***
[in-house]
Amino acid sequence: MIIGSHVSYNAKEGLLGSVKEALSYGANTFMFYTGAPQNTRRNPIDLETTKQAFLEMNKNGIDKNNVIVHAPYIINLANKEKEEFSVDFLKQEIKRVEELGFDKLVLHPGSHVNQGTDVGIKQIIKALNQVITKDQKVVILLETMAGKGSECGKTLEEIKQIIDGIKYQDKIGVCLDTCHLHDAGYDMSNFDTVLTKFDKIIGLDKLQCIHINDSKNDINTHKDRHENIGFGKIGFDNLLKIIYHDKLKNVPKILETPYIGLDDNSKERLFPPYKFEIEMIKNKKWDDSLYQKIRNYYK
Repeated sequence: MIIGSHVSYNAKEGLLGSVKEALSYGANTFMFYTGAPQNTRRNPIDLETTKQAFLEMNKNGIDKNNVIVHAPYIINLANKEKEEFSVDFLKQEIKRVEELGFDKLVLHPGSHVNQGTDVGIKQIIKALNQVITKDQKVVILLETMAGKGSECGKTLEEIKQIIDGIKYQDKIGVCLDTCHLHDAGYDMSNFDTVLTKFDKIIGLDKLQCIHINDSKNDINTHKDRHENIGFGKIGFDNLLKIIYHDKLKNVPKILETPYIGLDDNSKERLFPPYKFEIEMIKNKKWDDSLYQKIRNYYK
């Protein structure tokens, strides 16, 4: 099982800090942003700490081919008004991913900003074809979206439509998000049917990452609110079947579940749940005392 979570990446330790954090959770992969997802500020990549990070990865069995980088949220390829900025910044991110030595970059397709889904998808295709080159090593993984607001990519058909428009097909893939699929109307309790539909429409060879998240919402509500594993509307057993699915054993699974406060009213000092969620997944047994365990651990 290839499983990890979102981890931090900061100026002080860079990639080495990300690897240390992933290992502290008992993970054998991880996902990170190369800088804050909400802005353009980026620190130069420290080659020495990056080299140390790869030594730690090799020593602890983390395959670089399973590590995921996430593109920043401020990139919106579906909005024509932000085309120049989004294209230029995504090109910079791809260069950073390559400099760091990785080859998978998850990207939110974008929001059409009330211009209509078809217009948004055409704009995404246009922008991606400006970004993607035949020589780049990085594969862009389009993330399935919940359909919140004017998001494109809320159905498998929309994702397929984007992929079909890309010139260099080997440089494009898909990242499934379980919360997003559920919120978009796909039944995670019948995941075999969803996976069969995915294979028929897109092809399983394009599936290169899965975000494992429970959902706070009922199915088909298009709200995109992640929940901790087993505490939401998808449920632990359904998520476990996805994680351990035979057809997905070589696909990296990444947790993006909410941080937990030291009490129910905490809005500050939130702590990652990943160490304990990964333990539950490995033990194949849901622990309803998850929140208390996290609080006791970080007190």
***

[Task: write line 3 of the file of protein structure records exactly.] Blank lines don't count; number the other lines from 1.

Repeated sequence: MIIGSHVSYNAKEGLLGSVKEALSYGANTFMFYTGAPQNTRRNPIDLETTKQAFLEMNKNGIDKNNVIVHAPYIINLANKEKEEFSVDFLKQEIKRVEELGFDKLVLHPGSHVNQGTDVGIKQIIKALNQVITKDQKVVILLETMAGKGSECGKTLEEIKQIIDGIKYQDKIGVCLDTCHLHDAGYDMSNFDTVLTKFDKIIGLDKLQCIHINDSKNDINTHKDRHENIGFGKIGFDNLLKIIYHDKLKNVPKILETPYIGLDDNSKERLFPPYKFEIEMIKNKKWDDSLYQKIRNYYK